This post is part of the Yale Journal of International Law Volume 37, Issue 2 symposium. Other posts in this series can be found in the related posts below.[Siobhan McInerney-Lankford is a human rights lawyer and senior policy officer at the World Bank.]
Human rights law can contribute to understanding climate change, particularly in terms of the social and human impacts of climate change. In Avoiding Adaptation Apartheid, Hall and Weiss consider how climate change affects the enjoyment of human rights and employ a legal frame of reference to address the complementary question of how human rights law can inform responses to climate change. By distinguishing how human rights might inform mitigation policies from how they could influence adaptation policies and by focusing on the latter, they get beyond the challenges of establishing causation (due to the aggregate causes and disparate impacts of climate change) and the absence of an established legal basis for what John Knox calls “diagonal environmental rights” between individuals or groups in one country against the government of another country. Instead they highlight the relevance of the ‘vertical dimension’ of human rights law as it governs the relationship between states and their citizens, irrespective of where responsibility for increased emissions should be assigned.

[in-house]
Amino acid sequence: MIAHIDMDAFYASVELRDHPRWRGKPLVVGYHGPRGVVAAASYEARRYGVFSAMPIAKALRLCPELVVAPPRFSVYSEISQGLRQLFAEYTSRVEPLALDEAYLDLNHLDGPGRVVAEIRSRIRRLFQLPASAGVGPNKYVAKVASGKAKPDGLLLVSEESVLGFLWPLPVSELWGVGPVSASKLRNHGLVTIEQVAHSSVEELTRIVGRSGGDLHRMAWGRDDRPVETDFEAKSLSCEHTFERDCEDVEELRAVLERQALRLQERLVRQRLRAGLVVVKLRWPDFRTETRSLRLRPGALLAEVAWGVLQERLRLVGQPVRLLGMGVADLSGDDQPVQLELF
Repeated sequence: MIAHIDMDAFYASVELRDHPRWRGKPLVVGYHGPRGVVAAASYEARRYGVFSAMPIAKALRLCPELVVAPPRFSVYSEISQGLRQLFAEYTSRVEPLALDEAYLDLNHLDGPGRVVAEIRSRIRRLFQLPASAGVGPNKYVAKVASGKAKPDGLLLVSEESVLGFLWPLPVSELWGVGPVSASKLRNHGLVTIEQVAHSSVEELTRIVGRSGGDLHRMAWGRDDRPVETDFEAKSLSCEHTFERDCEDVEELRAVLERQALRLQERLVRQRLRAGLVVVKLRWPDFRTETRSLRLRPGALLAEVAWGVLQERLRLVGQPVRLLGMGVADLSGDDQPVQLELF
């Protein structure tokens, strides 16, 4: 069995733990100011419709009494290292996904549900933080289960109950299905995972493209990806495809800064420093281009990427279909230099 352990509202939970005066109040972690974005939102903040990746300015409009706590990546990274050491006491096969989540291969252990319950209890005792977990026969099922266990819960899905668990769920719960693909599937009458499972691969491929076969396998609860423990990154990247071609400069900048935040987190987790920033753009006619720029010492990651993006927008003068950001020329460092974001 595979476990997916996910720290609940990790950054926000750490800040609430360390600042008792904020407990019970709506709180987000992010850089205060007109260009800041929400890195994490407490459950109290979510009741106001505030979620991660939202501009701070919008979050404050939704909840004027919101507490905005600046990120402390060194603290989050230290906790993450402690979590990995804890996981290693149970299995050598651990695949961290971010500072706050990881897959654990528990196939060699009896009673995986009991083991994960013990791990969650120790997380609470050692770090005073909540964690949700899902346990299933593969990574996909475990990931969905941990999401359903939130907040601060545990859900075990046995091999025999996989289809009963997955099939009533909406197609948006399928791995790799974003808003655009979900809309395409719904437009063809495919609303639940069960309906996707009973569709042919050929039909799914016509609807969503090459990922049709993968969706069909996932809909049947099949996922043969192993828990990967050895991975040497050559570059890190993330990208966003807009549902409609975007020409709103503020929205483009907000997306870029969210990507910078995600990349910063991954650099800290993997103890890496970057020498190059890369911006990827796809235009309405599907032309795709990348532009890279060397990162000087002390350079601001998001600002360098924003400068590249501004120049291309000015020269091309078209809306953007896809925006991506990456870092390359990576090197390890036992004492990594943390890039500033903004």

A strength of this approach is its emphasis on existing legal obligations and the enhanced accountability contributed by human rights, since rights imply correlative duties or obligations. A number of additional perspectives are worth highlighting which relate to human rights as the subjects of public international law. As a formal legal matter, it is worth considering how one argues effectively for the applicability of human rights obligations to mitigation responses governed by international environmental law, given the increasingly fragmented nature of international law. One might invoke the importance of international policy coherence to argue for the general relevance of human rights obligations to climate change policy. One might further argue for interpretative reliance on human rights obligations in implementing environmental law obligations where both are binding on a particular government, as for instance where the State were party to both the ICESCR and the UNFCCC. Support could be drawn for this on the principle of systemic integration to argue that human rights law obligations are part of the relevant rules of international law applicable in relations between the parties, within the meaning Article 31 of the Vienna Convention on the Law of Treaties. This normative interplay could be characterized negatively or positively. In negative terms it could be cast as a responsibility to ensure that the interpretation of norms related to climate change not undermine the fulfillment of human rights obligations. From a more positive perspective, human rights obligations could be drawn upon to inform the design and implementation of goals set forth in climate agreements.